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The Comedy of Resentment

 

THOMAS F. BERTONNEAU writes:

Sage McLaughlin’s remarks on comedy are pertinent.  I might add an observation or two.  One way of explaining why comedy hasn’t been funny since, let’s say, Lenny Bruce is that at about the heyday of Lenny Bruce comedy began to be politicized, just like everything else.  It’s a short step from Lenny Bruce to the Smothers Brothers and from Tommy and Dickie Smothers to Howard Hesseman and George Carlin.

There was comedy before Lenny Bruce.  I once had the pleasure of seeing Jack Benny put on an impromptu performance for the undergraduates at UCLA.  This was in the early 1970s.  Benny was not entirely outside the collective memory of early-1970s undergraduates, who had probably seen re-runs of The Jack Benny Show on late-afternoon television when they were youngsters.  Benny transfixed that crowd and got plenty of laughs.  Absolutely none of his jokes was at anyone’s expense except his own.

The secret of Benny’s comedy was – absolutely no resentment against anyone and his willingness to pillory himself by steady reference to the peccadilloes of stage persona.  As funny as Benny was, there was also something quite gentle in his self-presentation.

Modern comedy is nothing but resentment.  Worse than that, it is politicized resentment.  Modern comedians typically don’t tell jokes; they relate anecdotes that invite the audience to do two things: (1) to share the story-teller’s narcissism and (2) to share in his resentments.  The resentments are invariably as nasty as possible and they resemble the “sound bites” of modern political sloganeering.  The resentments are quite specialized although they all refer back to Standard Liberal Resentment: There is white comedian resentment, black comedian resentment, Hispanic comedian resentment, lesbian comedienne resentment, and in the case of Wanda Sykes, black lesbian comedienne resentment.

There is something utterly sophomoric about modern comedy, but that is hardly surprising given that narcissism and resentment are typical adolescent dispositions.

— Comments —

Kevin M. writes:

I agree with Mr. Bertonneau overwhelmingly, and I think Mr. McLaughlin would agree, that modern comedy is principally a tool used to provoke ridicule. And, principally, it comes from the Left.

Thank Heaven for P.G. Wodehouse!

Mary writes:

Interesting that Lenny Bruce’s name is mentioned – I haven’t thought about him for many years. I learned about Lenny Bruce in my 20s from a man I worked for, a liberal and ex-hippie (but very sweet), who adored him. Lenny Bruce is the granddaddy of subversive stand-up comedy. He liked to push the envelope and when his audiences (in strip clubs) responded to this he took his routines to the mainstream. His Wikipedia bio reads like pulp fiction. Although his work would probably look tame to most now, his routines were shocking enough that he was arrested on obscenity charges in the 1960s.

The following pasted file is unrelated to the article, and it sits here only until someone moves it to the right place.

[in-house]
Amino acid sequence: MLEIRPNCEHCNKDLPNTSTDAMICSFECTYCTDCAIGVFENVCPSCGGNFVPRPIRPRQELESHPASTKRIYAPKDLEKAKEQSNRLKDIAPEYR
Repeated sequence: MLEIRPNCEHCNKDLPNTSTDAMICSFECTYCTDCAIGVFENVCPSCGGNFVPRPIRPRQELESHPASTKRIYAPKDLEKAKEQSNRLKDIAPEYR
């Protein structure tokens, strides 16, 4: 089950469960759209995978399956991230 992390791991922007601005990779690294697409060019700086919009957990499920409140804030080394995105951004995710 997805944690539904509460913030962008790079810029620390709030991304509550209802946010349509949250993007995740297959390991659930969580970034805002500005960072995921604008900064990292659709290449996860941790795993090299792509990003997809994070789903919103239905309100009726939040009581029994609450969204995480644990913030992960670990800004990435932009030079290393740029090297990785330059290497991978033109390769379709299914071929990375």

People loved Lenny Bruce because he talked about things no one else did, but instead of making his audience uncomfortable he made them laugh. He disarmed them. Sage McLaughlin mentioned the disarming quality of comedy. Here’s how it works and herein lies the problem: while we laugh in spite of ourselves at something, something that normally we wouldn’t mention or might even find shocking, we become inured to that thing; we become accustomed to hearing that particular unmentionable talked about; maybe we repeat especially funny, but edgy, punchlines in a low voice over the water cooler or at school because it’s so enjoyable to share amusing quips. After a little of this type of interaction the red flag will be slowly lowered about that particular subject. And so it goes. Something sweet and good – laughter – is corrupted and helps to slowly coarsen us without our being aware of it.

Sibyl writes:

Fascinating discussion of comedy as a way to lower our defenses against the perverse and shocking. I’d like to simply insert two names of major comedians who do not fall into this role and who deserve to be put right up there with the greats: Bill Cosby and Steven Wright. Very different types of comedy, but both telling truly funny jokes without ever descending into resentment or shocking topics.

Mr. Bertonneau writes:

I concur with Sibyl about Cosby and Wright.  Cosby’s comedic achievement is notable because he was an angry man in the 1960s who could easily have channeled his anger into his performance; he chose not to do so, but to respond to other influences in his life, such as the love of his parents.  Cosby’s comedy is the comedy of human insight, in his case insight into the workings of a functioning family.

Again in Wright’s case, the comedy is non-political and non-resentful, a kind of “comedy of surrealism.”  There are probably a few others, but mainly contemporary comedy (a better phrase than “modern comedy”) is one more manifestation of smarmy antinomianism, which, of course, has long since established its own totalitarian nomos, or law.

Take my wife – please!

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